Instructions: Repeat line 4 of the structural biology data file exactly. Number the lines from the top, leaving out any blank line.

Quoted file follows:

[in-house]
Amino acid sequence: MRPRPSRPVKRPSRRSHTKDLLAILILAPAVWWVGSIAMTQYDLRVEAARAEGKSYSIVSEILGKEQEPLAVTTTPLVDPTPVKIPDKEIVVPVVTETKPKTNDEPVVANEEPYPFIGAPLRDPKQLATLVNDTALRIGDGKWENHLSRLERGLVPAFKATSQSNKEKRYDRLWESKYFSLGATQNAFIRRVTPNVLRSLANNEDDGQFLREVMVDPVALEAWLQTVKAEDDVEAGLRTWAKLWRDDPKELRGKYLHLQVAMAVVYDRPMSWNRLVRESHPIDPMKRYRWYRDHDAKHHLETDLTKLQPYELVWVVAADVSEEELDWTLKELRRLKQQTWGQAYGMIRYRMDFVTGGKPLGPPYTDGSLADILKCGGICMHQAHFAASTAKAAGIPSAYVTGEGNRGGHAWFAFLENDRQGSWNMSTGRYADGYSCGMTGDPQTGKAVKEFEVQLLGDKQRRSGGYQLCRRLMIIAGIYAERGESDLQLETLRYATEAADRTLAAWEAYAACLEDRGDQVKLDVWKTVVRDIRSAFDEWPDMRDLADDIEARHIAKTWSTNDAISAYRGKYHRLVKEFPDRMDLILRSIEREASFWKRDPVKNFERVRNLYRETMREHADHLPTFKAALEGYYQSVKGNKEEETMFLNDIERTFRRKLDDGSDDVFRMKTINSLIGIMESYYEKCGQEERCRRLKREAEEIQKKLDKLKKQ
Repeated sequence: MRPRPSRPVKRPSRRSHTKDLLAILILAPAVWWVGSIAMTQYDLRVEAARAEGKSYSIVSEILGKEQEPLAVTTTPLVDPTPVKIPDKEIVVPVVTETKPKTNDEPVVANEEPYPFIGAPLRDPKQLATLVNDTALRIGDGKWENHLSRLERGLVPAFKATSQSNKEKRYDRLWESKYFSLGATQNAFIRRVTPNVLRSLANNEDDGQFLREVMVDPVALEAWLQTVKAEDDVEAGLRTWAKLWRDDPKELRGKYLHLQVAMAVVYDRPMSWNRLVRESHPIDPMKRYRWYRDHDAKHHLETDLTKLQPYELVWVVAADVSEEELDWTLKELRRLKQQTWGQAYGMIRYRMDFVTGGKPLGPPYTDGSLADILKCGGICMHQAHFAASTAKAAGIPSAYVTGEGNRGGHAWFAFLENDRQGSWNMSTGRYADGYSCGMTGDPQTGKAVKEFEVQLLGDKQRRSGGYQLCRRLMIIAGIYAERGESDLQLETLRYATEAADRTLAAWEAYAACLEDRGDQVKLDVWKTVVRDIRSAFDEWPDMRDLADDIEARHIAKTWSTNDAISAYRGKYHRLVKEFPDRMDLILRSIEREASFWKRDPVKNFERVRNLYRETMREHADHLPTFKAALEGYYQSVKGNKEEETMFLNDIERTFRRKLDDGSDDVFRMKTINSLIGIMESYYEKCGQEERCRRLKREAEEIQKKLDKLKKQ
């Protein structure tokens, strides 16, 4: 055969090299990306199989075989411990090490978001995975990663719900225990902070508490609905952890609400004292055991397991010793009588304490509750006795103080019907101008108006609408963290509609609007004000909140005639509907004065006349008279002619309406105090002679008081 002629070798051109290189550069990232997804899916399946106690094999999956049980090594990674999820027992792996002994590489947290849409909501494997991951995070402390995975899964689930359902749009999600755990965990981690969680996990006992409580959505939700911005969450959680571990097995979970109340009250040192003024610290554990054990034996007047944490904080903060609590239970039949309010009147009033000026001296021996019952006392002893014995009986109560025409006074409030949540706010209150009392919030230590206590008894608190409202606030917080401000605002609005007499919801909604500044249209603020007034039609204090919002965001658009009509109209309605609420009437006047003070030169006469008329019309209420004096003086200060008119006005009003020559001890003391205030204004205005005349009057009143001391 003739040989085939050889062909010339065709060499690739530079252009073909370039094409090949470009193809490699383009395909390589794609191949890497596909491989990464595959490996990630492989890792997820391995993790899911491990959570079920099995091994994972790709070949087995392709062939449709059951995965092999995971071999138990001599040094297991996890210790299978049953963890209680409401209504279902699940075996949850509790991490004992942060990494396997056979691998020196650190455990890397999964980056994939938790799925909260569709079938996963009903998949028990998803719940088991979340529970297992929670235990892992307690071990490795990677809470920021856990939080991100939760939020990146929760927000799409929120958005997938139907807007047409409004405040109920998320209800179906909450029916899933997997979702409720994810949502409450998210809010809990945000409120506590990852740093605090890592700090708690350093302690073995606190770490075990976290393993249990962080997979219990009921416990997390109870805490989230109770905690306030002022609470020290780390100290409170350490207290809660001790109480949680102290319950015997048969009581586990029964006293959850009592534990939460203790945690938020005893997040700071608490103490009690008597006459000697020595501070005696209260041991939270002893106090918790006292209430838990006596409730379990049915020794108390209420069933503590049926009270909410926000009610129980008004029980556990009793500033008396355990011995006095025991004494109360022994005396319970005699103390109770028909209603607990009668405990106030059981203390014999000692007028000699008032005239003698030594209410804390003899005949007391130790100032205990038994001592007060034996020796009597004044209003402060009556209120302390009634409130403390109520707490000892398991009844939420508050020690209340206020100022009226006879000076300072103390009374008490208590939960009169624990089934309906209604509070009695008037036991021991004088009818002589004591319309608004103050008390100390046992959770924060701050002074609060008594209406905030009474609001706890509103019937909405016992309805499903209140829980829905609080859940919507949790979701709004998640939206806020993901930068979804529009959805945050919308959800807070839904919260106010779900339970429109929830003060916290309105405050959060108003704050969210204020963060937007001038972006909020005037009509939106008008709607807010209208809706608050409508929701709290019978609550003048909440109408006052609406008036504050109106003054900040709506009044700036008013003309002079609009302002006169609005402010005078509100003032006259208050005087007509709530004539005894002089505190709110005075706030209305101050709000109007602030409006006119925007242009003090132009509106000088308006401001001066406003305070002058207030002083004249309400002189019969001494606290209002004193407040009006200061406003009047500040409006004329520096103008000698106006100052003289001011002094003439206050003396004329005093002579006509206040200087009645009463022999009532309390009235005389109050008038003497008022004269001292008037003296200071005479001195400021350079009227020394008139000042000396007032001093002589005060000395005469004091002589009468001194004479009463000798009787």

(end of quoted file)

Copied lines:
């Protein structure tokens, strides 16, 4: 055969090299990306199989075989411990090490978001995975990663719900225990902070508490609905952890609400004292055991397991010793009588304490509750006795103080019907101008108006609408963290509609609007004000909140005639509907004065006349008279002619309406105090002679008081 002629070798051109290189550069990232997804899916399946106690094999999956049980090594990674999820027992792996002994590489947290849409909501494997991951995070402390995975899964689930359902749009999600755990965990981690969680996990006992409580959505939700911005969450959680571990097995979970109340009250040192003024610290554990054990034996007047944490904080903060609590239970039949309010009147009033000026001296021996019952006392002893014995009986109560025409006074409030949540706010209150009392919030230590206590008894608190409202606030917080401000605002609005007499919801909604500044249209603020007034039609204090919002965001658009009509109209309605609420009437006047003070030169006469008329019309209420004096003086200060008119006005009003020559001890003391205030204004205005005349009057009143001391 003739040989085939050889062909010339065709060499690739530079252009073909370039094409090949470009193809490699383009395909390589794609191949890497596909491989990464595959490996990630492989890792997820391995993790899911491990959570079920099995091994994972790709070949087995392709062939449709059951995965092999995971071999138990001599040094297991996890210790299978049953963890209680409401209504279902699940075996949850509790991490004992942060990494396997056979691998020196650190455990890397999964980056994939938790799925909260569709079938996963009903998949028990998803719940088991979340529970297992929670235990892992307690071990490795990677809470920021856990939080991100939760939020990146929760927000799409929120958005997938139907807007047409409004405040109920998320209800179906909450029916899933997997979702409720994810949502409450998210809010809990945000409120506590990852740093605090890592700090708690350093302690073995606190770490075990976290393993249990962080997979219990009921416990997390109870805490989230109770905690306030002022609470020290780390100290409170350490207290809660001790109480949680102290319950015997048969009581586990029964006293959850009592534990939460203790945690938020005893997040700071608490103490009690008597006459000697020595501070005696209260041991939270002893106090918790006292209430838990006596409730379990049915020794108390209420069933503590049926009270909410926000009610129980008004029980556990009793500033008396355990011995006095025991004494109360022994005396319970005699103390109770028909209603607990009668405990106030059981203390014999000692007028000699008032005239003698030594209410804390003899005949007391130790100032205990038994001592007060034996020796009597004044209003402060009556209120302390009634409130403390109520707490000892398991009844939420508050020690209340206020100022009226006879000076300072103390009374008490208590939960009169624990089934309906209604509070009695008037036991021991004088009818002589004591319309608004103050008390100390046992959770924060701050002074609060008594209406905030009474609001706890509103019937909405016992309805499903209140829980829905609080859940919507949790979701709004998640939206806020993901930068979804529009959805945050919308959800807070839904919260106010779900339970429109929830003060916290309105405050959060108003704050969210204020963060937007001038972006909020005037009509939106008008709607807010209208809706608050409508929701709290019978609550003048909440109408006052609406008036504050109106003054900040709506009044700036008013003309002079609009302002006169609005402010005078509100003032006259208050005087007509709530004539005894002089505190709110005075706030209305101050709000109007602030409006006119925007242009003090132009509106000088308006401001001066406003305070002058207030002083004249309400002189019969001494606290209002004193407040009006200061406003009047500040409006004329520096103008000698106006100052003289001011002094003439206050003396004329005093002579006509206040200087009645009463022999009532309390009235005389109050008038003497008022004269001292008037003296200071005479001195400021350079009227020394008139000042000396007032001093002589005060000395005469004091002589009468001194004479009463000798009787």